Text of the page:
Banned Video, Pre-Caucus Ballot, Arrests Part of St. Charles County Caucus
County Republican Central Committee members now are trying to reschedule a caucus to assign delegates for the April 21 Congressional District Convention.
Editor’s note: Part one of this article appeared on Patch.com Monday.
The St. Charles County Republican Caucus was disrupted Saturday when the meeting closed with little or no business being acted upon. About 2,500 voters left the meeting at Francis Howell North High School on Saturday afraid they were in danger of being disenfranchised, with no delegates assigned for the Congressional District Conventions coming up April 21.
No Video Rule
The caucus got off to a rocky start when the temporary chairman Eugene Dokes, announced the rules, including a stipulation that no video recording would be allowed. That brought some angry shouting from the crowd, setting the tone for the rest of the meeting. Some participants ignored the no video rule.
“It was all Ron Paul supporters,” said Jon Bennett, a St. Charles County Republican Central Committee member. “They were sticking cameras in our faces trying to intimidate people.”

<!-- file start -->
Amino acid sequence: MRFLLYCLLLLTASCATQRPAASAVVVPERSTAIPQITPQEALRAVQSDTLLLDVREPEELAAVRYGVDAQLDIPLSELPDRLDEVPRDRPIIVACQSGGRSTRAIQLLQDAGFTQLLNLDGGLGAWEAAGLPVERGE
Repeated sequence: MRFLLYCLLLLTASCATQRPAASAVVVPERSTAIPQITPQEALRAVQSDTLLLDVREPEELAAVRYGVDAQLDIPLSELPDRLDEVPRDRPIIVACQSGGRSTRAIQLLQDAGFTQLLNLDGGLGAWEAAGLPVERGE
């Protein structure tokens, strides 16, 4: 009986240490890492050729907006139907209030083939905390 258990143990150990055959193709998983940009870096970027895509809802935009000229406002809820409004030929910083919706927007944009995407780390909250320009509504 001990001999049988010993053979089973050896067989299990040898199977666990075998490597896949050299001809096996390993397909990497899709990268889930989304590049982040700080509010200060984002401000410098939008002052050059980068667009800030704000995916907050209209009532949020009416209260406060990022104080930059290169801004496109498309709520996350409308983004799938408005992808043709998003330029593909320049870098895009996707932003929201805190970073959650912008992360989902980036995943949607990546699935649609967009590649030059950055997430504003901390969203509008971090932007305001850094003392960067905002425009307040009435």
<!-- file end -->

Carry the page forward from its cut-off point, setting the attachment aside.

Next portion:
The rule was listed before the caucus on the St. Charles County Republican Central Committee website.
Brent Stafford, also a county Republican Central Committee member, said he tried to make a point of order to allow the video cameras when Dokes announced he would not recognize anyone to speak on the topic. Stafford said he was going to make the point that videos should be allowed for the sake of transparency.
He also said that the entire caucus body should be vote on such a rule. Stafford was the choice of a coalition of Ron Paul and Mitt Romney supporters to become caucus chairman.